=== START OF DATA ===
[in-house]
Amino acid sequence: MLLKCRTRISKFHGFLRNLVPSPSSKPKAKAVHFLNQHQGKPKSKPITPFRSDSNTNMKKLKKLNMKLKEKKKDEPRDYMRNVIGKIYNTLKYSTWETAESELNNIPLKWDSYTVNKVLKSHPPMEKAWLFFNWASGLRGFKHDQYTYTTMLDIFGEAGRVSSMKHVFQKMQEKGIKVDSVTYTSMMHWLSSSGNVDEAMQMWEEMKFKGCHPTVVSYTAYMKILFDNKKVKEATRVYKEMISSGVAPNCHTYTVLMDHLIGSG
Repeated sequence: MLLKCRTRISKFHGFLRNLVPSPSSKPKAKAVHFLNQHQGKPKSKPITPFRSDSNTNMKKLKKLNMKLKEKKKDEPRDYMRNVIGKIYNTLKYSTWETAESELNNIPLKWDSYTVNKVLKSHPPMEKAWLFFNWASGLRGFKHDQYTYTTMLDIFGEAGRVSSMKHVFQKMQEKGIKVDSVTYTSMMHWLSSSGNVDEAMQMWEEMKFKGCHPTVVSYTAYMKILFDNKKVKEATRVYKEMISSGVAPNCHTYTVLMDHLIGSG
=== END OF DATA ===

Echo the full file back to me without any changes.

[in-house]
Amino acid sequence: MLLKCRTRISKFHGFLRNLVPSPSSKPKAKAVHFLNQHQGKPKSKPITPFRSDSNTNMKKLKKLNMKLKEKKKDEPRDYMRNVIGKIYNTLKYSTWETAESELNNIPLKWDSYTVNKVLKSHPPMEKAWLFFNWASGLRGFKHDQYTYTTMLDIFGEAGRVSSMKHVFQKMQEKGIKVDSVTYTSMMHWLSSSGNVDEAMQMWEEMKFKGCHPTVVSYTAYMKILFDNKKVKEATRVYKEMISSGVAPNCHTYTVLMDHLIGSG
Repeated sequence: MLLKCRTRISKFHGFLRNLVPSPSSKPKAKAVHFLNQHQGKPKSKPITPFRSDSNTNMKKLKKLNMKLKEKKKDEPRDYMRNVIGKIYNTLKYSTWETAESELNNIPLKWDSYTVNKVLKSHPPMEKAWLFFNWASGLRGFKHDQYTYTTMLDIFGEAGRVSSMKHVFQKMQEKGIKVDSVTYTSMMHWLSSSGNVDEAMQMWEEMKFKGCHPTVVSYTAYMKILFDNKKVKEATRVYKEMISSGVAPNCHTYTVLMDHLIGSG